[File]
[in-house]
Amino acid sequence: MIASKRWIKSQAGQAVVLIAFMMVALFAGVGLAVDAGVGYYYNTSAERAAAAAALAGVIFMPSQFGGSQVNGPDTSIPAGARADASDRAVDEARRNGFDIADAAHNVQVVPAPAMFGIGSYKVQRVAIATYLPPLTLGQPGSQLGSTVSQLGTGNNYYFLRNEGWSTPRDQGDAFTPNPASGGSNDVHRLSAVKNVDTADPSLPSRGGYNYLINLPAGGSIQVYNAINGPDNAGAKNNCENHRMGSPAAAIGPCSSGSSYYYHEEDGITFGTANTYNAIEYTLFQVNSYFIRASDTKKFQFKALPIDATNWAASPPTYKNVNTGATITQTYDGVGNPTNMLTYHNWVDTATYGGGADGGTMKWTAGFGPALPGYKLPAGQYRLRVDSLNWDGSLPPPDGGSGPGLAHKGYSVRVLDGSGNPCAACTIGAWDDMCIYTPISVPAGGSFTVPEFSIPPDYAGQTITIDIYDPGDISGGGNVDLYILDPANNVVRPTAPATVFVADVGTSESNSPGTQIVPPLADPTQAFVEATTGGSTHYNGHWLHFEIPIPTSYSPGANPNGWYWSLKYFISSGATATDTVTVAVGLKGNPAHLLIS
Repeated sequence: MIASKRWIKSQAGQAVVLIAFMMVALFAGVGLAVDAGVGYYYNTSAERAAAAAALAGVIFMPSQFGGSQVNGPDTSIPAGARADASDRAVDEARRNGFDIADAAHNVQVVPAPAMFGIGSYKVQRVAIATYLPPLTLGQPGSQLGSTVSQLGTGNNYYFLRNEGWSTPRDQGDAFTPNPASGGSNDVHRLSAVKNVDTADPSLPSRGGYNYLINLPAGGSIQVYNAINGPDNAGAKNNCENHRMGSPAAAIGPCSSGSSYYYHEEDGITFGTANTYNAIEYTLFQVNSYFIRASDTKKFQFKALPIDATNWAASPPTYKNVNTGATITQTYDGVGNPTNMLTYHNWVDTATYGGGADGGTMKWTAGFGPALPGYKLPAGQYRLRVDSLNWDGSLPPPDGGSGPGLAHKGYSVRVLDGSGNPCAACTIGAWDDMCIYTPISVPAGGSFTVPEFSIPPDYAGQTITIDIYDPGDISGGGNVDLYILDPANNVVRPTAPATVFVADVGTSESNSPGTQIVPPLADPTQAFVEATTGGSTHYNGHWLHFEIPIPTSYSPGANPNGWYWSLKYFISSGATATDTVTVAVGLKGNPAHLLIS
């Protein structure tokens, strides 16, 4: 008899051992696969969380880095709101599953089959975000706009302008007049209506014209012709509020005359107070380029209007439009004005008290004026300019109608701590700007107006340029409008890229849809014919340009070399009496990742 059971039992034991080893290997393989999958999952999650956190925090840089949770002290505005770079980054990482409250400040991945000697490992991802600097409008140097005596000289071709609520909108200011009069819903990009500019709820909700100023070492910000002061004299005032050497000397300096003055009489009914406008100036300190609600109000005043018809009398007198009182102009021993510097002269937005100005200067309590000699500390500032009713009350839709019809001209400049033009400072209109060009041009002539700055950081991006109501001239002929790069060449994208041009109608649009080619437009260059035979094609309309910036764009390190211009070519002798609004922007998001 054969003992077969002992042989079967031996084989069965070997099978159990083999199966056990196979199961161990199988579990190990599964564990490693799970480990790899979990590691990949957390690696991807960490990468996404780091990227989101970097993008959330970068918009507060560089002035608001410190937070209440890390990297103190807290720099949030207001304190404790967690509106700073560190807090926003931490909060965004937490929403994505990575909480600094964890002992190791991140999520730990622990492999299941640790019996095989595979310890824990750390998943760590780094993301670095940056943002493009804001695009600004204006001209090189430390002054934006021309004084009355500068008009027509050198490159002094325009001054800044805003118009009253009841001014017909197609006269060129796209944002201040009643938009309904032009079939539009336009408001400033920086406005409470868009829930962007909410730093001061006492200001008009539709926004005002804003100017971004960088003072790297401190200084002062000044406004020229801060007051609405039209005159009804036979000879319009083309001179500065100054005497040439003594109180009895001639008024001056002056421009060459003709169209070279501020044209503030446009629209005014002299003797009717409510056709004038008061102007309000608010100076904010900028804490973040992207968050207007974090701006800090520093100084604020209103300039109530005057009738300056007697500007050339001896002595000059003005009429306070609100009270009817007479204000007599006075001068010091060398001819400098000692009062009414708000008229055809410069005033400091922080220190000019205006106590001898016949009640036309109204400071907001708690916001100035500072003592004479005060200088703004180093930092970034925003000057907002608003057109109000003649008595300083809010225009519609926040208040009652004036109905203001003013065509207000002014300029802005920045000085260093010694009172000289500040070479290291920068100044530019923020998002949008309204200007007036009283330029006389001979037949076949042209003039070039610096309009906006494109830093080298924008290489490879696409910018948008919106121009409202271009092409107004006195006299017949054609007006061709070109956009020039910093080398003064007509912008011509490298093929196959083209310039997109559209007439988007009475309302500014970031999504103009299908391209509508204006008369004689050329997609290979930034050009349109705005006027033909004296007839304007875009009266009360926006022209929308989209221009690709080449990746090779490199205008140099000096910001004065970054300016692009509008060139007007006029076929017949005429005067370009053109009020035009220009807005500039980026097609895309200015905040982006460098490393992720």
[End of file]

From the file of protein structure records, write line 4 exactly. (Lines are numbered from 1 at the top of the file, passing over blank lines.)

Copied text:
């Protein structure tokens, strides 16, 4: 008899051992696969969380880095709101599953089959975000706009302008007049209506014209012709509020005359107070380029209007439009004005008290004026300019109608701590700007107006340029409008890229849809014919340009070399009496990742 059971039992034991080893290997393989999958999952999650956190925090840089949770002290505005770079980054990482409250400040991945000697490992991802600097409008140097005596000289071709609520909108200011009069819903990009500019709820909700100023070492910000002061004299005032050497000397300096003055009489009914406008100036300190609600109000005043018809009398007198009182102009021993510097002269937005100005200067309590000699500390500032009713009350839709019809001209400049033009400072209109060009041009002539700055950081991006109501001239002929790069060449994208041009109608649009080619437009260059035979094609309309910036764009390190211009070519002798609004922007998001 054969003992077969002992042989079967031996084989069965070997099978159990083999199966056990196979199961161990199988579990190990599964564990490693799970480990790899979990590691990949957390690696991807960490990468996404780091990227989101970097993008959330970068918009507060560089002035608001410190937070209440890390990297103190807290720099949030207001304190404790967690509106700073560190807090926003931490909060965004937490929403994505990575909480600094964890002992190791991140999520730990622990492999299941640790019996095989595979310890824990750390998943760590780094993301670095940056943002493009804001695009600004204006001209090189430390002054934006021309004084009355500068008009027509050198490159002094325009001054800044805003118009009253009841001014017909197609006269060129796209944002201040009643938009309904032009079939539009336009408001400033920086406005409470868009829930962007909410730093001061006492200001008009539709926004005002804003100017971004960088003072790297401190200084002062000044406004020229801060007051609405039209005159009804036979000879319009083309001179500065100054005497040439003594109180009895001639008024001056002056421009060459003709169209070279501020044209503030446009629209005014002299003797009717409510056709004038008061102007309000608010100076904010900028804490973040992207968050207007974090701006800090520093100084604020209103300039109530005057009738300056007697500007050339001896002595000059003005009429306070609100009270009817007479204000007599006075001068010091060398001819400098000692009062009414708000008229055809410069005033400091922080220190000019205006106590001898016949009640036309109204400071907001708690916001100035500072003592004479005060200088703004180093930092970034925003000057907002608003057109109000003649008595300083809010225009519609926040208040009652004036109905203001003013065509207000002014300029802005920045000085260093010694009172000289500040070479290291920068100044530019923020998002949008309204200007007036009283330029006389001979037949076949042209003039070039610096309009906006494109830093080298924008290489490879696409910018948008919106121009409202271009092409107004006195006299017949054609007006061709070109956009020039910093080398003064007509912008011509490298093929196959083209310039997109559209007439988007009475309302500014970031999504103009299908391209509508204006008369004689050329997609290979930034050009349109705005006027033909004296007839304007875009009266009360926006022209929308989209221009690709080449990746090779490199205008140099000096910001004065970054300016692009509008060139007007006029076929017949005429005067370009053109009020035009220009807005500039980026097609895309200015905040982006460098490393992720």